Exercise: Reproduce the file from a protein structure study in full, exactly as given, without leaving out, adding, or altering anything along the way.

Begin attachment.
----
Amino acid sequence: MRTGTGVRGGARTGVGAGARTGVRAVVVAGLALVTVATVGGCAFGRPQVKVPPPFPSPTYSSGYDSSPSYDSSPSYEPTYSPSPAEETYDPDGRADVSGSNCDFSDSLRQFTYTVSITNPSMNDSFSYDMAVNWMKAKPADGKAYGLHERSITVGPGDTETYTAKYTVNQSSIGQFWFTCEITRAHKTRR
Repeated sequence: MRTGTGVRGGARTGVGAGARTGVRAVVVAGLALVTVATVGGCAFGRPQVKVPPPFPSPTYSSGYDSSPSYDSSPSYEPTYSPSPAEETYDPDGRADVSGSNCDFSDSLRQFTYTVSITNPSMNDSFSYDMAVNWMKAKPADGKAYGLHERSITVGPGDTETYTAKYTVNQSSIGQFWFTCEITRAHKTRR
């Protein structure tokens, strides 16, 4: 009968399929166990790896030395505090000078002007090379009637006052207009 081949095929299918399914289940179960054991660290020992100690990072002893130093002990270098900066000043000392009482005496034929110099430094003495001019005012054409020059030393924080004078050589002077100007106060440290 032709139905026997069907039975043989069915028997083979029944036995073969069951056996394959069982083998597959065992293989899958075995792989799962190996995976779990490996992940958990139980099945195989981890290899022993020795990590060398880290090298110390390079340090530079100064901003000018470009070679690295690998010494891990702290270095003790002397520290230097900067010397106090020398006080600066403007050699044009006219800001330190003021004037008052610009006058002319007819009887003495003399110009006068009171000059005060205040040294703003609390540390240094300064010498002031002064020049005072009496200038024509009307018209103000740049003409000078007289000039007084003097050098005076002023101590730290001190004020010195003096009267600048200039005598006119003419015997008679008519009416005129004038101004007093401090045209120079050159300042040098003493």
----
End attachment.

Amino acid sequence: MRTGTGVRGGARTGVGAGARTGVRAVVVAGLALVTVATVGGCAFGRPQVKVPPPFPSPTYSSGYDSSPSYDSSPSYEPTYSPSPAEETYDPDGRADVSGSNCDFSDSLRQFTYTVSITNPSMNDSFSYDMAVNWMKAKPADGKAYGLHERSITVGPGDTETYTAKYTVNQSSIGQFWFTCEITRAHKTRR
Repeated sequence: MRTGTGVRGGARTGVGAGARTGVRAVVVAGLALVTVATVGGCAFGRPQVKVPPPFPSPTYSSGYDSSPSYDSSPSYEPTYSPSPAEETYDPDGRADVSGSNCDFSDSLRQFTYTVSITNPSMNDSFSYDMAVNWMKAKPADGKAYGLHERSITVGPGDTETYTAKYTVNQSSIGQFWFTCEITRAHKTRR
């Protein structure tokens, strides 16, 4: 009968399929166990790896030395505090000078002007090379009637006052207009 081949095929299918399914289940179960054991660290020992100690990072002893130093002990270098900066000043000392009482005496034929110099430094003495001019005012054409020059030393924080004078050589002077100007106060440290 032709139905026997069907039975043989069915028997083979029944036995073969069951056996394959069982083998597959065992293989899958075995792989799962190996995976779990490996992940958990139980099945195989981890290899022993020795990590060398880290090298110390390079340090530079100064901003000018470009070679690295690998010494891990702290270095003790002397520290230097900067010397106090020398006080600066403007050699044009006219800001330190003021004037008052610009006058002319007819009887003495003399110009006068009171000059005060205040040294703003609390540390240094300064010498002031002064020049005072009496200038024509009307018209103000740049003409000078007289000039007084003097050098005076002023101590730290001190004020010195003096009267600048200039005598006119003419015997008679008519009416005129004038101004007093401090045209120079050159300042040098003493």